[ASYNC-64] Race condition when closing mults Created: 29/Apr/14 Updated: 16/Oct/14
When a mult is tapped at around the same time as the source channel is closed, the tapped channel may not be closed.
The above code will sometimes return true, and sometimes return false.
Cause: This is caused by the following code in the mult function:
Any channels tapped after cs is dereferenced will not be closed.
Approach: A possible solution to this could be to always close channels tapped to a closed source. i.e.
This could be achieved by adding a flag to the cs atom to denote whether the mult is open or closed. If it's closed, any tapped channel is closed automatically.
|Comment by James Reeves [ 30/Apr/14 6:05 AM ]|
For reference, below is the custom fix for mult I'm using:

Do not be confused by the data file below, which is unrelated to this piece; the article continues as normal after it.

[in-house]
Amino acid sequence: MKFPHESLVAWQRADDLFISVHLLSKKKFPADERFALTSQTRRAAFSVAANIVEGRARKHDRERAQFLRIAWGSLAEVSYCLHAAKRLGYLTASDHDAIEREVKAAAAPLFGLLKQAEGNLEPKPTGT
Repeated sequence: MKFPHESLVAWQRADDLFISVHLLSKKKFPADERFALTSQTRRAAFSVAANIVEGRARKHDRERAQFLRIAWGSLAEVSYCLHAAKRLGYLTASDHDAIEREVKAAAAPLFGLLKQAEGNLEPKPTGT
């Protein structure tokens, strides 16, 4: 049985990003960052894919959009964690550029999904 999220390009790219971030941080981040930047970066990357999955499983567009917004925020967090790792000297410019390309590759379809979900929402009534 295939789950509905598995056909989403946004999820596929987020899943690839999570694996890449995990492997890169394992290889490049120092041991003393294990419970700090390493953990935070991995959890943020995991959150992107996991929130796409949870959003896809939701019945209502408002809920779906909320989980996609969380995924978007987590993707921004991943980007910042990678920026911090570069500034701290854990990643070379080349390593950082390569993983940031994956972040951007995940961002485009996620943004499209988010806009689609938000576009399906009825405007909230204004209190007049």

|Comment by David Nolen [ 14/Oct/14 6:10 AM ]|
Is this also fixed in master? Thanks.
|Comment by Ghadi Shayban [ 15/Oct/14 11:09 PM ]|
I understand the scenario, but honestly I'm not sure this is a bug in mult or the usage. A channel shouldn't be expected to always yield a take. The consumer of the "late tap" can guard against it with alts or some other mechanism, and also you can enforce a no-late-taps through a policy on the "production" side of things.
Rich Hickey can you weigh in?
|Comment by James Reeves [ 16/Oct/14 3:51 AM ]|
The "tap" function currently has an explicit "close?" flag, and if a tapped channel isn't guaranteed to close when the source channel closes, that argument probably shouldn't exist. Also, if auto-closing taps is taken out, should we remove the "close?" argument on "sub" as well?
|Comment by Ghadi Shayban [ 16/Oct/14 11:34 AM ]|
It's more than respecting the flag. Related to the close behavior, channels can tap and untap without receiving anything while the mult process happily distributes a value to another set of channels (like the ABA problem). Could also make it an error to tap after the close is distributed to the last deref'ed set of channels. That is different than the familiar permanent nil receive, but mults already differ from simple channels.